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Fetal tissues are exposed to biologically relevant free thyroxine concentrations during early phases of development

AutorCalvo, Rosa M. ; Jauniaux, Eric; Asunción, Miryam; Contempré, Bernard; Morreale de Escobar, Gabriella
Fecha de publicaciónabr-2002
EditorEndocrine Society
CitaciónJournal of Clinical Endocrinology and Metabolism 87(4): 1768-1777 (2002)
ResumenMaternal hypothyroxinemia in early pregnancy is often associated with irreversible effects on neuropsychomotor development. To evaluate fetal tissue exposure to maternal thyroid hormones up to midgestation, we measured total T(4) and free T(4) (FT(4)), T(3), rT(3), TSH, and possible binding proteins in first trimester coelomic and amniotic fluids and in amniotic fluid and fetal serum up to 17 wk. Samples were obtained before interruption of maternal-fetal connections. The concentrations in fetal compartments of T(4) and T(3) are more than 100-fold lower than those in maternal serum, and their biological relevance for fetal development might be questioned. We found, however, that in all fetal fluids the concentrations of T(4) available to developing tissues, namely FT(4), reach values that are at least one third of those biologically active in their euthyroid mothers. FT(4) levels in fetal fluids are determined by both their T(4)-binding protein composition and the T(4) or FT(4) in maternal serum. The binding capacity is determined ontogenically, is independent of maternal thyroid status, and is far in excess of the T(4) in fetal fluids. Thus, the availability of FT(4) for embryonic and fetal tissues would decrease in hypothyroxinemic women, even if they were euthyroid. A decrease in the availability of FT(4), a major precursor of intracellular nuclear receptor-bound T(3), may result in adverse effects on the timely sequence of developmental events in the human fetus. These findings ought to influence our present approach to maternal hypothyroxinemia in early pregnancy regardless of whether TSH is increased or whether overt or subclinical hypothyroidism is detected.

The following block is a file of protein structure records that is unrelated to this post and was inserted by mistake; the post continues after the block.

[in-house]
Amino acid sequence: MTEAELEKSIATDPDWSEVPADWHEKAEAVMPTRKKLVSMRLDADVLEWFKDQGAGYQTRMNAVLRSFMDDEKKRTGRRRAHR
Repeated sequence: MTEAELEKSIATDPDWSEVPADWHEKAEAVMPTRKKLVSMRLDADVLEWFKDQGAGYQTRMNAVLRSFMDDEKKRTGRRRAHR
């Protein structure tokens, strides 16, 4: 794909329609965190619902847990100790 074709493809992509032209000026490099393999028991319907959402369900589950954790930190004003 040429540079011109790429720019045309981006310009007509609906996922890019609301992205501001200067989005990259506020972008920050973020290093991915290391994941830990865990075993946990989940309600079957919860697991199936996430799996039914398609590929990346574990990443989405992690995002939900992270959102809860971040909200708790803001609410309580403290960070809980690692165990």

Descripción10 pages, 5 figures, 2 tables.-- et al.
Versión del editorhttp://dx.doi.org/10.1210/jc.87.4.1768
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